Read more about how to curb your sugar cravings.
Low Fiber Diets.
Diets rich in fiber, both soluble and insoluble, have been shown to reduce the risk of developing many gut pathologies, including leaky gut.
5 Ways to Heal Leaky Gut Syndrome for Hypothyroidism
#1 Test! Don’t Guess!
If you think you may have intestinal permeability, contact your doctor and discuss these tests:
- IgG and IgA Food Intolerance Testing: Leaky gut can cause an array of food intolerances. Learn more about food intolerance testing here.
- Intestinal Antigenic Permeability Screen: A simple blood test to evaluate intestinal permeability to large molecule which inflame the immune system.
- Urine Test: After drinking a carbohydrate solution you will need to collect your urine for 6 hours. Urine that contains high amounts of the sugar is considered a positive for leaky gut.
- Stool Culture and/or SIBO Testing (Lactulose Breath Test): Gut infections or bacterial or yeast overgrowth can make intestinal permeability worse. It’s important to dig deep to find the root cause of your condition.
#2 Figure Out Food Intolerances
An elimination diet can help you determine if you have food sensitivities that are making you feel ill.
We use the following therapeutic diets in my practice when helping people determine their sensitivities.
- Autoimmune Protocol (AIP)
- Basic Elimination Diet: eliminating the top 8 allergens
In my clinical practice I have all of my patients work with my Functional Medicine Nutritionist during an elimination diet to not only help us get the best data, but to also support my patients in the journey. They are trained experts in thyroid nutrition and design their meal plans to deliver the most thyroid supportive foods during the elimination phase and beyond.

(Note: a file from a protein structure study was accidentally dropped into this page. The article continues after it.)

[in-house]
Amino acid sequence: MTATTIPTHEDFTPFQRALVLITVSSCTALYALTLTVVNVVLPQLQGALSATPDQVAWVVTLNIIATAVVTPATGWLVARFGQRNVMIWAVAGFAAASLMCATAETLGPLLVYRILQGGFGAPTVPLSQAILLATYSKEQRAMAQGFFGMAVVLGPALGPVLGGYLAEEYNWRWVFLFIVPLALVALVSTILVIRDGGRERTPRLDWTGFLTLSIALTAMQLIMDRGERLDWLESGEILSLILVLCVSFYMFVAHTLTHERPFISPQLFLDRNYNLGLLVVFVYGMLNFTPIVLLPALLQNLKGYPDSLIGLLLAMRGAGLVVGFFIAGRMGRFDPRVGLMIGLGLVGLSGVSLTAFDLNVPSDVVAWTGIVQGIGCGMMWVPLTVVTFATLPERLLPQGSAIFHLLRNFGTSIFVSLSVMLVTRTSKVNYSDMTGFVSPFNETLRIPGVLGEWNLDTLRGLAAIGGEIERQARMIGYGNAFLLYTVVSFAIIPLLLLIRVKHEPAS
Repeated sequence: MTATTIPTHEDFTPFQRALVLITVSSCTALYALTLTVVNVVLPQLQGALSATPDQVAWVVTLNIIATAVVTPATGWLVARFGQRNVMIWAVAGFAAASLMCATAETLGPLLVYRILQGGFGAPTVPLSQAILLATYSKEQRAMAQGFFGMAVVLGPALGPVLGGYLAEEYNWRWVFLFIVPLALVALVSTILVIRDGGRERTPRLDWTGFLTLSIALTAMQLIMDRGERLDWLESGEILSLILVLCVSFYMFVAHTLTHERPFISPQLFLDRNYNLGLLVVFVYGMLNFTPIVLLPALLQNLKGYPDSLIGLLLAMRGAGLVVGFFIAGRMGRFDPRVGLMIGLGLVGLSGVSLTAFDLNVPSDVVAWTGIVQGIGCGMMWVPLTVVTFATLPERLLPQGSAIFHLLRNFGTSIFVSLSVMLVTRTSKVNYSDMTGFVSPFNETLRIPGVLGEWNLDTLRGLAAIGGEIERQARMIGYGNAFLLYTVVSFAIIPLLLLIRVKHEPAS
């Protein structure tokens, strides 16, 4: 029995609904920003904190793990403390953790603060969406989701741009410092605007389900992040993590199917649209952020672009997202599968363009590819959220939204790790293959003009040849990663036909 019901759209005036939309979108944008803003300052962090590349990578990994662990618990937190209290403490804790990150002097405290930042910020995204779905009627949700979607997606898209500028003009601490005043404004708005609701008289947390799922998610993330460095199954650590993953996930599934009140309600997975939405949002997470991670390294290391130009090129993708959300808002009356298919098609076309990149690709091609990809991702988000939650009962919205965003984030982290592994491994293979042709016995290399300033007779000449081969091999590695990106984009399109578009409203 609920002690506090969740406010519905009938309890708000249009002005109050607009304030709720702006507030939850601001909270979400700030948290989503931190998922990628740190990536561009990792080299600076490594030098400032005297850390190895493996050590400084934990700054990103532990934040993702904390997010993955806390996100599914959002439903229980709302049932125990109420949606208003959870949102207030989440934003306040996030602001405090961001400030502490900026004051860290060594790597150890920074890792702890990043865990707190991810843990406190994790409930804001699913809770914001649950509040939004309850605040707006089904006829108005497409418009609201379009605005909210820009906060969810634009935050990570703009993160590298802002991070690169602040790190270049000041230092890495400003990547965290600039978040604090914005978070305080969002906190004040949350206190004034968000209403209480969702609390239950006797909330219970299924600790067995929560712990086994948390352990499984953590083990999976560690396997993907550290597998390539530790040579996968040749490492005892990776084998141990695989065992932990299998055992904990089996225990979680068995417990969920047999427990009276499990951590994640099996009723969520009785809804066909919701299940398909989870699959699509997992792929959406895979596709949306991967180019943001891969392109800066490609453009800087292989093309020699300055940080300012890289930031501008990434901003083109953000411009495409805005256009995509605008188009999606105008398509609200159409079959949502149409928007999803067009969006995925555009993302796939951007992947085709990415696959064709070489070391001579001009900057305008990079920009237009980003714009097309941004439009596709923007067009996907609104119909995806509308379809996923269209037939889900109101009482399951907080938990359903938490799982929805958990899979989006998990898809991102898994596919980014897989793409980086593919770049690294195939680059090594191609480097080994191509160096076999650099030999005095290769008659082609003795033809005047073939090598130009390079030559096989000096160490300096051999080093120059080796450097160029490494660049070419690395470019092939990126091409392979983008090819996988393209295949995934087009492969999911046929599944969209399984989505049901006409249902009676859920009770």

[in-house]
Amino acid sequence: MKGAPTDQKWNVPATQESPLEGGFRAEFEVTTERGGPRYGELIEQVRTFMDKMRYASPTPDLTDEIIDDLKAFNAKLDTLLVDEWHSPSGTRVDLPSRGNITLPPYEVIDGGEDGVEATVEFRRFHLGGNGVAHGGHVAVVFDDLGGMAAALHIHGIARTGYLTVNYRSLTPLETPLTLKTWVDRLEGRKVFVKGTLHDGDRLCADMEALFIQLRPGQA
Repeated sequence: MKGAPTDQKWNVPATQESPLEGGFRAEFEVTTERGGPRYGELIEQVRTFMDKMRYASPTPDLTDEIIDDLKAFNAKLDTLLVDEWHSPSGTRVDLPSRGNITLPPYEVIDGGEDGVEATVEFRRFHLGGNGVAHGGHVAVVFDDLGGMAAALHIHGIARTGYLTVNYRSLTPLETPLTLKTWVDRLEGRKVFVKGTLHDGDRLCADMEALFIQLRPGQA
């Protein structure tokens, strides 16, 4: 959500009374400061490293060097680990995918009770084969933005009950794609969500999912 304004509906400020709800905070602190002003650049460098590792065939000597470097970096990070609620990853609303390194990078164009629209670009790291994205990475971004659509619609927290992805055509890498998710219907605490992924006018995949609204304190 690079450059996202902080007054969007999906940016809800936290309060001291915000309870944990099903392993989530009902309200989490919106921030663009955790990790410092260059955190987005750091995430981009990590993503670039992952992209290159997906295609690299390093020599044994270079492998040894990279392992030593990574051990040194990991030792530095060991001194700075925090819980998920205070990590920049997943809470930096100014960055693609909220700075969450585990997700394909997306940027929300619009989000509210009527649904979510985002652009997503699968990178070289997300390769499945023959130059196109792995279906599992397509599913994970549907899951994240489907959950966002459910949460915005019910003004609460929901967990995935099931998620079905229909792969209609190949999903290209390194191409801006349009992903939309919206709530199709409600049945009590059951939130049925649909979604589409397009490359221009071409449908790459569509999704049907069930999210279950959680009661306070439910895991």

#3 Get the Thyroid On Point!
If your thyroid isn’t functioning optimally or you are being under medicated, you will not be able to heal your gut until this is corrected. Read more about The Thyroid Gut Connection here.
#4 Try Healing Herbs
Slippery elm, aloe, DGL, turmeric and marshmallow root can help heal the intestinal lining and as part of a comprehensive treatment plan, they can help you resolve leaky gut.
#5 Eat Your Probiotics
Beet kvass, kombucha, sauerkraut, kimchi, turmeric root, ginger and lots of plant based foods give your gut and microbiome what it needs to heal and function optimally.
And while you’re at it…Drink Bone Broth!!! Bone broth is one of the most healing foods that you can consume when you are aiming to heal leaky gut. In my practice I recommend patients make their own with this recipe or purchase a quality bone broth from a local store or online retailer like Kettle & Fire.
Leaky Gut Syndrome and hypothyroidism can be a lot to navigate on your own. Partnering with an expert such as a Functional Medicine practitioner will help you understand the specific needs of your body and help you create an individualized plan for healing.
Wast this helpful for you? Reach out to me on my Facebook page and let me know if you’ve been struggling with this or have possibly been misdiagnosed. I’m here to help you.